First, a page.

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Why 95% of Americans are wrong about poverty

A businessman walks past a homeless man lying on a bench in Tokyo (Credit: Reuters/Yuriko Nakao)In a recent article for the New York Times, Nicholas Kristof examined the media's propensity to focus on stories about war, scandal, and disaster to the neglect of more positive news. He wrote in particular about the coverage, or lack thereof, for the decline in poverty, illiteracy, and disease around the world. To demonstrate his point, he cites a recent survey that "found that two-thirds of Americans believed that the proportion of the world population living in extreme poverty has almost doubled over the last 20 years. Another 29 percent believed that the proportion had remained roughly the same." As he goes on to explain, "That's 95 percent of Americans—who are utterly wrong."

Despite the fact that news agencies often spend far more time covering stories of starving children and disease-rampaged cultures, extreme poverty (those earning less than $1.95 per day) around the world has fallen from 35% in 1993 to 14% in 2011. The World Bank projects that figure to fall to 9.6% by the end of this year.

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Why children don't eat their veggies

A young boy looking sad because he has to eat his vegetables (Credit: esthermm via Fotolia)Vegetables are like naps—the older you get, the more you appreciate them. The younger you are, the more you despise them. Veggies figuratively strike fear and literally strike nutrients into the sugar-laced hearts of children from sea to shining sea. It has been said that the measure of man is found in his friends, but the stubbornness of a child is revealed in the presence of veggies.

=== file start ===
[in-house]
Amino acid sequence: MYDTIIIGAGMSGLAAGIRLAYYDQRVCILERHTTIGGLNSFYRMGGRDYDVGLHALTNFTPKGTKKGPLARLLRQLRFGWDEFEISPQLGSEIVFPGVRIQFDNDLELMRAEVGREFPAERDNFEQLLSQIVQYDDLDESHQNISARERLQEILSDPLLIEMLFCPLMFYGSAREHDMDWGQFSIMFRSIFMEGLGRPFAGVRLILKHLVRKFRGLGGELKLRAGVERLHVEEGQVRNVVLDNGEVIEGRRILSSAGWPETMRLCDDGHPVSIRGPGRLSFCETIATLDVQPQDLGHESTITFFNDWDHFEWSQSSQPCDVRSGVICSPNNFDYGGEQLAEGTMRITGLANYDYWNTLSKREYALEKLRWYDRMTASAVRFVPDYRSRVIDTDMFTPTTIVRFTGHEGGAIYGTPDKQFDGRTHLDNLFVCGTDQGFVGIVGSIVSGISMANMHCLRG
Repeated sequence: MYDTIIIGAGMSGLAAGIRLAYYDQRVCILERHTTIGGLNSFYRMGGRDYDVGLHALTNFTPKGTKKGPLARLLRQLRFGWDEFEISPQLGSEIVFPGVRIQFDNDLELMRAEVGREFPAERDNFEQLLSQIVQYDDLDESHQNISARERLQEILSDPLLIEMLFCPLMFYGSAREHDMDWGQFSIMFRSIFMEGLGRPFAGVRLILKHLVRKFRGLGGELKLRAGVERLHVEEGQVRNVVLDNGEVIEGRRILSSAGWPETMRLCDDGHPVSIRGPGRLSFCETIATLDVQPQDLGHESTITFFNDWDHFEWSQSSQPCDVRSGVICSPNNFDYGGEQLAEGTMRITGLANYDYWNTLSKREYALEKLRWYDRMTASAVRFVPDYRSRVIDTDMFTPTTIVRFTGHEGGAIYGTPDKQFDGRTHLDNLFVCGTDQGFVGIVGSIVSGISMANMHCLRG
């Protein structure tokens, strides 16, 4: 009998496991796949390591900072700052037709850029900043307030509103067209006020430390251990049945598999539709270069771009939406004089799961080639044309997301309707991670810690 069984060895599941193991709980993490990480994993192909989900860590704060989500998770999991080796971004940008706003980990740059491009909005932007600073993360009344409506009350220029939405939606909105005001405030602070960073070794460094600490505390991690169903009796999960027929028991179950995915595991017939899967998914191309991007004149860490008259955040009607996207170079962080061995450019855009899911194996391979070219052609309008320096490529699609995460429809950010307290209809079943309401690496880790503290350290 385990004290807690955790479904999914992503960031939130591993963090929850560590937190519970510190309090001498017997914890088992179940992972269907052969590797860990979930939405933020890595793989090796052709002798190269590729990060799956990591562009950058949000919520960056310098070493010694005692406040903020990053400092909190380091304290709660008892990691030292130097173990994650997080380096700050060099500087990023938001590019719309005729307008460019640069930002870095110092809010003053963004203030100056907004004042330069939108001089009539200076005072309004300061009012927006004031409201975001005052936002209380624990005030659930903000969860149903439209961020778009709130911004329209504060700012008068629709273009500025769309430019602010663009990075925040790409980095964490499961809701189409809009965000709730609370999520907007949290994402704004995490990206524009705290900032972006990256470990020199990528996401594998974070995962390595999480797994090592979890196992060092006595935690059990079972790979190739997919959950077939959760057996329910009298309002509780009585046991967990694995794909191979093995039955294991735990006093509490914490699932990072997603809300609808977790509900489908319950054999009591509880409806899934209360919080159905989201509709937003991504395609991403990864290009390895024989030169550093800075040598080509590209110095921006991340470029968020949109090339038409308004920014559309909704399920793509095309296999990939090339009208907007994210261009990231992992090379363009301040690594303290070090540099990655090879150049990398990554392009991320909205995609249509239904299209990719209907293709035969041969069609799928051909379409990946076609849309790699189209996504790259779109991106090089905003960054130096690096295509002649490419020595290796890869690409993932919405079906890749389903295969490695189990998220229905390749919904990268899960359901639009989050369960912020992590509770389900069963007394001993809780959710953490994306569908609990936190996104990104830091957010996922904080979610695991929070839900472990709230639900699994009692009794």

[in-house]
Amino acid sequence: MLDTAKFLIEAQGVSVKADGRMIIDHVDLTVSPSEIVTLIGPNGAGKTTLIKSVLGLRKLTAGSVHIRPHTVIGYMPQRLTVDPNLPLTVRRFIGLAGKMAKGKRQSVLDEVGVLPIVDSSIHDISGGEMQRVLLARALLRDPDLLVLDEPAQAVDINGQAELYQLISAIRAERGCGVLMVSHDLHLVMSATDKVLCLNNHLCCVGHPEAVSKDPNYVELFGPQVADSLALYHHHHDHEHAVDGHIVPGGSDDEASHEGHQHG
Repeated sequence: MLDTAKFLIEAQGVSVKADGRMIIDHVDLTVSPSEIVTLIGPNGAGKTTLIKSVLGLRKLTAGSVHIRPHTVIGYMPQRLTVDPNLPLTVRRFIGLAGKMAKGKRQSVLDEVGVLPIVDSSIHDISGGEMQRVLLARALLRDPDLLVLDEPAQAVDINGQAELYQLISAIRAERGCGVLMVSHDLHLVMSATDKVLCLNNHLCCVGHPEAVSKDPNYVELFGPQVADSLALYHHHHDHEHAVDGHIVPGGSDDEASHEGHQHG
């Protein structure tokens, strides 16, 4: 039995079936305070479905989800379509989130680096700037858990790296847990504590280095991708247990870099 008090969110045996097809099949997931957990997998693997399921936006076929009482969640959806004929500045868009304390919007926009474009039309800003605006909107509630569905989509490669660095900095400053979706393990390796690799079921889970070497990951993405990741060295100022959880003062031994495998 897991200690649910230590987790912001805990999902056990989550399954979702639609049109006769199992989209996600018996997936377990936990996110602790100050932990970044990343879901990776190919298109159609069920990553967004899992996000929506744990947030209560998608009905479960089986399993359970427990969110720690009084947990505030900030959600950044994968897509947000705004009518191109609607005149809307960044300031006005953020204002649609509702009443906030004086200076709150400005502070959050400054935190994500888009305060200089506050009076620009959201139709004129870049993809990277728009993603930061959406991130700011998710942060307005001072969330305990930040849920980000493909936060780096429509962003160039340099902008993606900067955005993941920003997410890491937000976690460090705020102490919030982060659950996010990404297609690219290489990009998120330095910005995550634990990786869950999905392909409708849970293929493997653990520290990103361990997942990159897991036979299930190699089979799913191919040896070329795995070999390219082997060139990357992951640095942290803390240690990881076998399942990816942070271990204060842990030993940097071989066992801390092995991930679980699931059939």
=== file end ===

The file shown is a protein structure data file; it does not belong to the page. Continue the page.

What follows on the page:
According to the Centers for Disease Control and Prevention, nine out of ten children do not eat enough vegetables. While that number may be shocking, the truth that only 87 percent of adults get their daily recommended serving is telling.  "Do as I say and not as I do" may work for making the bed, cleaning the dishes, and taking your shoes off once you get in the house, but apparently this does not translate to vegetable consumption.

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Are smart phones more harm than good?

A young Italian businesswoman out in the country searches for a cell phone signal while standing on the hood of her car (Credit: Francesco83 via Fotolia)"Every once in a while, a revolutionary product comes along that changes everything." So said Steve Jobs, introducing the Apple iPhone during his 2007 keynote address. Over the past eight years, the world has felt the beneficial waves and detrimental ripples of this revolutionary product. Whether that is finding a nugget of information via Google that answers a looming question or sitting silent while you stare at the head of someone who is completely immersed in cyber-land, the smart phone has revolutionized social interactions.

Pew Research found that 62 percent of smart phone owners have used their phone in the last year to look up information about a health condition, 57 percent to do online banking, and 44 percent to look up real estate. Concerning transportation, 67 percent use their phone occasionally for turn-by-turn navigation while driving, while 31 percent do this frequently. But some, approximately 11 percent, decide to forsake the driving and use the phone to hail a taxi or utilize a car service.

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